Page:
Following controversy over the Justice Department's probe into journalists' records, Attorney General Eric Holder on Friday announced new, stricter guidelines for the department's investigations involving news media.
The policy revisions, Holder said in report outlining the changes, are intended to "ensure the Department strikes the appropriate balance between two vital interests: protecting the American people by pursuing those who violate their oaths through unlawful disclosures of information and safeguarding the essential role of a free press in fostering government accountability and an open society."
The new policies call for Justice Department attorneys to give news media prior notice whenever they are seeking access to records related to newsgathering activities, except in rare cases. The policy change comes after revelations in May that the Justice Departmentwithout giving the AP any advance notice. Under the new rules, such records could only be obtained without prior notice if the attorney general determines that giving notice "would pose a clear and substantial threat to the integrity of the investigation."
The new policies also elevate the requirements for issuing search warrants and court orders directed at news media. For instance, the Privacy and Protection Act prohibits the search or seizure of work for public dissemination, with certain exceptions for various materials, including those pertaining to classified information. The new rules would not let Justice Department attorneys use that exception to seize a journalist's work if the sole purpose is the investigation of a person other than the journalist.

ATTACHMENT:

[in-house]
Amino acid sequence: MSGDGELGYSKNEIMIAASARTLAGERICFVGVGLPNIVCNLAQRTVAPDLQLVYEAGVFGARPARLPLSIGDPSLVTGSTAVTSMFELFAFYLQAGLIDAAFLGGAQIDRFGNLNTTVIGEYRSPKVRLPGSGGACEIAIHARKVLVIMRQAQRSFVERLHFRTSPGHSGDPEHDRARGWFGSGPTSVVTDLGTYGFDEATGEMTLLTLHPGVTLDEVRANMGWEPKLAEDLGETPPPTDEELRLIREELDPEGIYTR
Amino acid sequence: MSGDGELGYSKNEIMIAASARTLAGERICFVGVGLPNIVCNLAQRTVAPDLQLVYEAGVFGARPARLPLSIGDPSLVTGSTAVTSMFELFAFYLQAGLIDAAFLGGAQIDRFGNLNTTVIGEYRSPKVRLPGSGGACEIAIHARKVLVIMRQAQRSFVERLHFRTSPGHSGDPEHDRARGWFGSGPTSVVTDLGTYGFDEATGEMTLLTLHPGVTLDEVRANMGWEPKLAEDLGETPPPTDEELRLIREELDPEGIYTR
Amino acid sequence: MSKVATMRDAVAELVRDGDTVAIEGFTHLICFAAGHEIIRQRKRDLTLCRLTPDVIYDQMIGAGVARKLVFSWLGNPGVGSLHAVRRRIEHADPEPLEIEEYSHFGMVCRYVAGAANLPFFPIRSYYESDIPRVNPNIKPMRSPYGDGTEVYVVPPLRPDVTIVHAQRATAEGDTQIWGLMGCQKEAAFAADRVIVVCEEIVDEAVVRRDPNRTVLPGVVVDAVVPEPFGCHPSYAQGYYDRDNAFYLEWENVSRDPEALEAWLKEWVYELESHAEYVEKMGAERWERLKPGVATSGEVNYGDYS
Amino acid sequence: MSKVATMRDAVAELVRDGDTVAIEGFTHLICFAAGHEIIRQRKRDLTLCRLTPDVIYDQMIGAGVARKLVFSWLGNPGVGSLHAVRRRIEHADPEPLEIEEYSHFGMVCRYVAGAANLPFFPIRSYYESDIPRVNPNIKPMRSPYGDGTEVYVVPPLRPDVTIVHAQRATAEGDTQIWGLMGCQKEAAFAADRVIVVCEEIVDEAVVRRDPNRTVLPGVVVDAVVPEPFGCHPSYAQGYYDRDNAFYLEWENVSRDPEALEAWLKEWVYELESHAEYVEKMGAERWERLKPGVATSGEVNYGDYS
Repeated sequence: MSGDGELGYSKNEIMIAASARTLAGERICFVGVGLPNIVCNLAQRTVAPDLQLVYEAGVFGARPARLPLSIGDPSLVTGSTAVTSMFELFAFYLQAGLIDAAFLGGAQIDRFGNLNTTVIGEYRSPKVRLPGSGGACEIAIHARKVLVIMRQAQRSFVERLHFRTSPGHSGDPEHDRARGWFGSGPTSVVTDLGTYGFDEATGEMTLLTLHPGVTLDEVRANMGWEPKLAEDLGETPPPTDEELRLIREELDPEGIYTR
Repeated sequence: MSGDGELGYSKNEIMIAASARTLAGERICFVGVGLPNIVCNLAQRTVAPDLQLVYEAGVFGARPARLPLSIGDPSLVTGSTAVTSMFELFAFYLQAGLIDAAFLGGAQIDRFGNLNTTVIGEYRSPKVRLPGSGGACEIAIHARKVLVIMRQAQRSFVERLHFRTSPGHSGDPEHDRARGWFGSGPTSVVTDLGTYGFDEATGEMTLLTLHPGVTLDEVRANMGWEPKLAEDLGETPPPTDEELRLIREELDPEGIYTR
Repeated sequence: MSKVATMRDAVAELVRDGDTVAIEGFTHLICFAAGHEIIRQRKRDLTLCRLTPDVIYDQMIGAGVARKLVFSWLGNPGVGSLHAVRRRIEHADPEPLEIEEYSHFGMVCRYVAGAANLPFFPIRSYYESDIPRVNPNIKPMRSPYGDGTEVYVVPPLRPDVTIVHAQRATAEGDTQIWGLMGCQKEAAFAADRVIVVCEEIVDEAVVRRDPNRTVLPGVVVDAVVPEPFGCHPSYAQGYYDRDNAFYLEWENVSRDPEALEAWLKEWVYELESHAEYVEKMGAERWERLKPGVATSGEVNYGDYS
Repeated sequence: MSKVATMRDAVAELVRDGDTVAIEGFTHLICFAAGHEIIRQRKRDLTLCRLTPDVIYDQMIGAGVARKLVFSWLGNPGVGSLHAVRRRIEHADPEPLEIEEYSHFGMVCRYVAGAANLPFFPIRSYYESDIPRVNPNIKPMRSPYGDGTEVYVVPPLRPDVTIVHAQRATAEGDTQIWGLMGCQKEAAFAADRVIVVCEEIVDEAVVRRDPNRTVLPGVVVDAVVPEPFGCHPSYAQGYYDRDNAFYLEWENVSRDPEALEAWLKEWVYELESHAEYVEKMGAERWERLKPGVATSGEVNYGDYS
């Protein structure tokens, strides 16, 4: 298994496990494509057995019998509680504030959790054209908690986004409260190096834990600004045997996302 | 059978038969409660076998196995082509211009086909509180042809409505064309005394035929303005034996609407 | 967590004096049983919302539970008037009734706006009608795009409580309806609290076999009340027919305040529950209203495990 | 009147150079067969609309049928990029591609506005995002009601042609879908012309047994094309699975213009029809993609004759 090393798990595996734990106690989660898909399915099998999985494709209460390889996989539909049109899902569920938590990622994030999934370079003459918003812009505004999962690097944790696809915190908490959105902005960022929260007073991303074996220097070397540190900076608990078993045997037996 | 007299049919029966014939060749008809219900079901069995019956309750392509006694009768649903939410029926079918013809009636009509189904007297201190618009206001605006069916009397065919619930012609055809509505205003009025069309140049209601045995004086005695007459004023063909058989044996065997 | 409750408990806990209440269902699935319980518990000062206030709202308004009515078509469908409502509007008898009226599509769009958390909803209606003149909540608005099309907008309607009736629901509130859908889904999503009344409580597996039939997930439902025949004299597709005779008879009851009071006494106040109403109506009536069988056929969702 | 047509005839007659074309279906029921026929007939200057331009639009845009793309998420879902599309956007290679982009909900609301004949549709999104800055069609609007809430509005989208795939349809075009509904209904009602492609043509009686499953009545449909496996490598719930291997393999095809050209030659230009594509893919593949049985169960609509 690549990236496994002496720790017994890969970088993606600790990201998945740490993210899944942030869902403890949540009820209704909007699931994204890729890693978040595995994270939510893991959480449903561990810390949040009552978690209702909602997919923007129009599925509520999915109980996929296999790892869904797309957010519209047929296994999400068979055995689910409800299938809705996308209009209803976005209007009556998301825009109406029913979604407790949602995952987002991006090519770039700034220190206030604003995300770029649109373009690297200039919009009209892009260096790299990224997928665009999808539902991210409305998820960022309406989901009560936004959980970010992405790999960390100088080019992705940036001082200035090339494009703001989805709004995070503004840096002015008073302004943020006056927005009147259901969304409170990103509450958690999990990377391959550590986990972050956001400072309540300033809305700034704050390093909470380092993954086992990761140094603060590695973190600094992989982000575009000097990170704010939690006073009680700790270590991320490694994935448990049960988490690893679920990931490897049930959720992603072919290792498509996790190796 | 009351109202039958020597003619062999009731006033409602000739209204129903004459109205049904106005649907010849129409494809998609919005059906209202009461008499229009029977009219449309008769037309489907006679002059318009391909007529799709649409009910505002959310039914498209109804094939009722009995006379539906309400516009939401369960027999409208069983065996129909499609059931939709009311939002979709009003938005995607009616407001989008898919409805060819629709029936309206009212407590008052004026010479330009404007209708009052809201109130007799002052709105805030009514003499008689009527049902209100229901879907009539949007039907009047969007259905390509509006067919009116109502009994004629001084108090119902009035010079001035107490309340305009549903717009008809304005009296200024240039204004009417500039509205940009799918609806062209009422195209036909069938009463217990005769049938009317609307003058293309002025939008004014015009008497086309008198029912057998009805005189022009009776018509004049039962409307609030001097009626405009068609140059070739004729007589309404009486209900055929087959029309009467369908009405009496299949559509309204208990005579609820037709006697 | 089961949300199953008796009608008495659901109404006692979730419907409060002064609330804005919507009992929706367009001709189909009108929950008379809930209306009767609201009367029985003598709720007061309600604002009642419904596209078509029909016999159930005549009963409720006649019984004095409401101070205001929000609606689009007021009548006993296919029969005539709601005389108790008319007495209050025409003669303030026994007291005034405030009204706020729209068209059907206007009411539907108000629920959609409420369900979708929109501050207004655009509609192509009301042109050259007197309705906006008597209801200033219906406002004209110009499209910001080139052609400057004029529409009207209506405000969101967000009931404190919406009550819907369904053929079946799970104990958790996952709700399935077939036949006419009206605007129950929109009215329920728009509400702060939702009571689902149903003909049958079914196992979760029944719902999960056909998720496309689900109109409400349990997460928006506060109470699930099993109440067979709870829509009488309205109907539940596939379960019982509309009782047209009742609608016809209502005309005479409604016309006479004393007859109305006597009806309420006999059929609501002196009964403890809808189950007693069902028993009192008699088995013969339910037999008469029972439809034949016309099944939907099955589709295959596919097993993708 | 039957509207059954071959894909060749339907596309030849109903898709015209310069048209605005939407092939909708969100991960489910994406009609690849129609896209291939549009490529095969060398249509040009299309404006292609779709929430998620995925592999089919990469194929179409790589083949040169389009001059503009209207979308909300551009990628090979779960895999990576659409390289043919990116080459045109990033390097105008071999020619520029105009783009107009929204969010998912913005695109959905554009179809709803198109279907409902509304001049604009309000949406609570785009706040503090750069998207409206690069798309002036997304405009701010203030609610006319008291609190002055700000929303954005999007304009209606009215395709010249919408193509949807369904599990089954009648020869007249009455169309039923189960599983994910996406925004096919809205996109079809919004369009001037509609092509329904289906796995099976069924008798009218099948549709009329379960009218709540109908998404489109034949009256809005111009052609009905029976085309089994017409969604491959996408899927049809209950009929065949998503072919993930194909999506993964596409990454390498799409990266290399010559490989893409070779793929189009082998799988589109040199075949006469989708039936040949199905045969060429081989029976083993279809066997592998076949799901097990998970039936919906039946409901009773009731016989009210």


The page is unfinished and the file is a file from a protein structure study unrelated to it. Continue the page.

According to Holder's report, the Justice Department is also establishing a "news media review committee" to advise department when it is seeking media-related records, as well as a "news media dialogue group" to maintain a dialogue with journalists.
The new rules also establish formal safeguards for handling information and call on the Justice Department to regularly consult with the intelligence community with respect to the value of the information it is seeking.
Holder's report also stresses that the Obama administration supports a media shield law, which would codify these sort of policy changes into law. "While these reforms will make a meaningful difference, there are additional protections that only Congress can provide," Holder said in a statement.